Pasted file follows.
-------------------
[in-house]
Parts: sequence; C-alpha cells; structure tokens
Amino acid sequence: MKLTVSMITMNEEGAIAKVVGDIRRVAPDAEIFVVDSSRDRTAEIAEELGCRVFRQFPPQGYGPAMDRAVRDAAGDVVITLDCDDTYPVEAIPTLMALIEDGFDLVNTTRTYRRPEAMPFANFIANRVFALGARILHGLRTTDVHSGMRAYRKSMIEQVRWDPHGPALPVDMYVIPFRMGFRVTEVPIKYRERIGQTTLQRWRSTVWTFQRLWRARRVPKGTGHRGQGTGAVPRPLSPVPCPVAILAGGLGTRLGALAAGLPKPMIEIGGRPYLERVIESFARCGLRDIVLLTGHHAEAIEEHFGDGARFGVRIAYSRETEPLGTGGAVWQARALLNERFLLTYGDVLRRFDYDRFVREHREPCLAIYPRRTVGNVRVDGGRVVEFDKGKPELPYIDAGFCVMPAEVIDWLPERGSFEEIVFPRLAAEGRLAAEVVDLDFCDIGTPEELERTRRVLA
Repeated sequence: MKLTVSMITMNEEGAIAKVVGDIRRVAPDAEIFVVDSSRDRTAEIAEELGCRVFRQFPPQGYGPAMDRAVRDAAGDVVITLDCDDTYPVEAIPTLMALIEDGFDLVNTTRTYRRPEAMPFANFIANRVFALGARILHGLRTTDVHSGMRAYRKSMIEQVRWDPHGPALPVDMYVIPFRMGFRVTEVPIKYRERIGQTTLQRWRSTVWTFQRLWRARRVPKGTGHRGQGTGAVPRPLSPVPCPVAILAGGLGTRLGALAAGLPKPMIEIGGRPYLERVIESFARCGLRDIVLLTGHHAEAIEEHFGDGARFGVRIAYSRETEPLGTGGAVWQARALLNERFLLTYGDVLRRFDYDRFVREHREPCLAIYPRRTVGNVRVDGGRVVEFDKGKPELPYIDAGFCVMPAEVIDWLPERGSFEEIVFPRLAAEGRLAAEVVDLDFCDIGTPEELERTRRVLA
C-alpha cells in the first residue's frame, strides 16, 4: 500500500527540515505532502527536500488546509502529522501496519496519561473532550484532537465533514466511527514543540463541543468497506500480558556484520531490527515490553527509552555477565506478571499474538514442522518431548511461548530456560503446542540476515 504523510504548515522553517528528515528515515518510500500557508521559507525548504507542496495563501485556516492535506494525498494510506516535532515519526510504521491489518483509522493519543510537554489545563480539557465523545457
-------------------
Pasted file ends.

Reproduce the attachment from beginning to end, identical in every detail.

[in-house]
Parts: sequence; C-alpha cells; structure tokens
Amino acid sequence: MKLTVSMITMNEEGAIAKVVGDIRRVAPDAEIFVVDSSRDRTAEIAEELGCRVFRQFPPQGYGPAMDRAVRDAAGDVVITLDCDDTYPVEAIPTLMALIEDGFDLVNTTRTYRRPEAMPFANFIANRVFALGARILHGLRTTDVHSGMRAYRKSMIEQVRWDPHGPALPVDMYVIPFRMGFRVTEVPIKYRERIGQTTLQRWRSTVWTFQRLWRARRVPKGTGHRGQGTGAVPRPLSPVPCPVAILAGGLGTRLGALAAGLPKPMIEIGGRPYLERVIESFARCGLRDIVLLTGHHAEAIEEHFGDGARFGVRIAYSRETEPLGTGGAVWQARALLNERFLLTYGDVLRRFDYDRFVREHREPCLAIYPRRTVGNVRVDGGRVVEFDKGKPELPYIDAGFCVMPAEVIDWLPERGSFEEIVFPRLAAEGRLAAEVVDLDFCDIGTPEELERTRRVLA
Repeated sequence: MKLTVSMITMNEEGAIAKVVGDIRRVAPDAEIFVVDSSRDRTAEIAEELGCRVFRQFPPQGYGPAMDRAVRDAAGDVVITLDCDDTYPVEAIPTLMALIEDGFDLVNTTRTYRRPEAMPFANFIANRVFALGARILHGLRTTDVHSGMRAYRKSMIEQVRWDPHGPALPVDMYVIPFRMGFRVTEVPIKYRERIGQTTLQRWRSTVWTFQRLWRARRVPKGTGHRGQGTGAVPRPLSPVPCPVAILAGGLGTRLGALAAGLPKPMIEIGGRPYLERVIESFARCGLRDIVLLTGHHAEAIEEHFGDGARFGVRIAYSRETEPLGTGGAVWQARALLNERFLLTYGDVLRRFDYDRFVREHREPCLAIYPRRTVGNVRVDGGRVVEFDKGKPELPYIDAGFCVMPAEVIDWLPERGSFEEIVFPRLAAEGRLAAEVVDLDFCDIGTPEELERTRRVLA
C-alpha cells in the first residue's frame, strides 16, 4: 500500500527540515505532502527536500488546509502529522501496519496519561473532550484532537465533514466511527514543540463541543468497506500480558556484520531490527515490553527509552555477565506478571499474538514442522518431548511461548530456560503446542540476515 504523510504548515522553517528528515528515515518510500500557508521559507525548504507542496495563501485556516492535506494525498494510506516535532515519526510504521491489518483509522493519543510537554489545563480539557465523545457